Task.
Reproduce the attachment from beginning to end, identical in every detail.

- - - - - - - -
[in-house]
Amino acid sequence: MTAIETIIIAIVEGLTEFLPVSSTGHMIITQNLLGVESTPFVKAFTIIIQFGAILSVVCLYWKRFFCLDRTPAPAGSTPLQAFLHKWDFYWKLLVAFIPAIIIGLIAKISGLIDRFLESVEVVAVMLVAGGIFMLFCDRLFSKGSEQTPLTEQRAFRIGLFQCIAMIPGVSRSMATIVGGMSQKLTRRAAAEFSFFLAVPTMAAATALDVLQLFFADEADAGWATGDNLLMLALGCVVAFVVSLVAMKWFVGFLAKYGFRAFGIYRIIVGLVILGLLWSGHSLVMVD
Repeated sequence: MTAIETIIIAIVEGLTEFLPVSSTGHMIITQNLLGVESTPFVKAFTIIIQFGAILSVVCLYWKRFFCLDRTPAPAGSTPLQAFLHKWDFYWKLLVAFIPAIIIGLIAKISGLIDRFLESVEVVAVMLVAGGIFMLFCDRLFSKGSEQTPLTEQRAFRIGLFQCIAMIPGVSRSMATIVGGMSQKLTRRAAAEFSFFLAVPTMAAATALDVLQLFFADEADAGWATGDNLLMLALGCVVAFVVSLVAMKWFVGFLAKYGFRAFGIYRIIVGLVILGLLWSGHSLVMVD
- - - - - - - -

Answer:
[in-house]
Amino acid sequence: MTAIETIIIAIVEGLTEFLPVSSTGHMIITQNLLGVESTPFVKAFTIIIQFGAILSVVCLYWKRFFCLDRTPAPAGSTPLQAFLHKWDFYWKLLVAFIPAIIIGLIAKISGLIDRFLESVEVVAVMLVAGGIFMLFCDRLFSKGSEQTPLTEQRAFRIGLFQCIAMIPGVSRSMATIVGGMSQKLTRRAAAEFSFFLAVPTMAAATALDVLQLFFADEADAGWATGDNLLMLALGCVVAFVVSLVAMKWFVGFLAKYGFRAFGIYRIIVGLVILGLLWSGHSLVMVD
Repeated sequence: MTAIETIIIAIVEGLTEFLPVSSTGHMIITQNLLGVESTPFVKAFTIIIQFGAILSVVCLYWKRFFCLDRTPAPAGSTPLQAFLHKWDFYWKLLVAFIPAIIIGLIAKISGLIDRFLESVEVVAVMLVAGGIFMLFCDRLFSKGSEQTPLTEQRAFRIGLFQCIAMIPGVSRSMATIVGGMSQKLTRRAAAEFSFFLAVPTMAAATALDVLQLFFADEADAGWATGDNLLMLALGCVVAFVVSLVAMKWFVGFLAKYGFRAFGIYRIIVGLVILGLLWSGHSLVMVD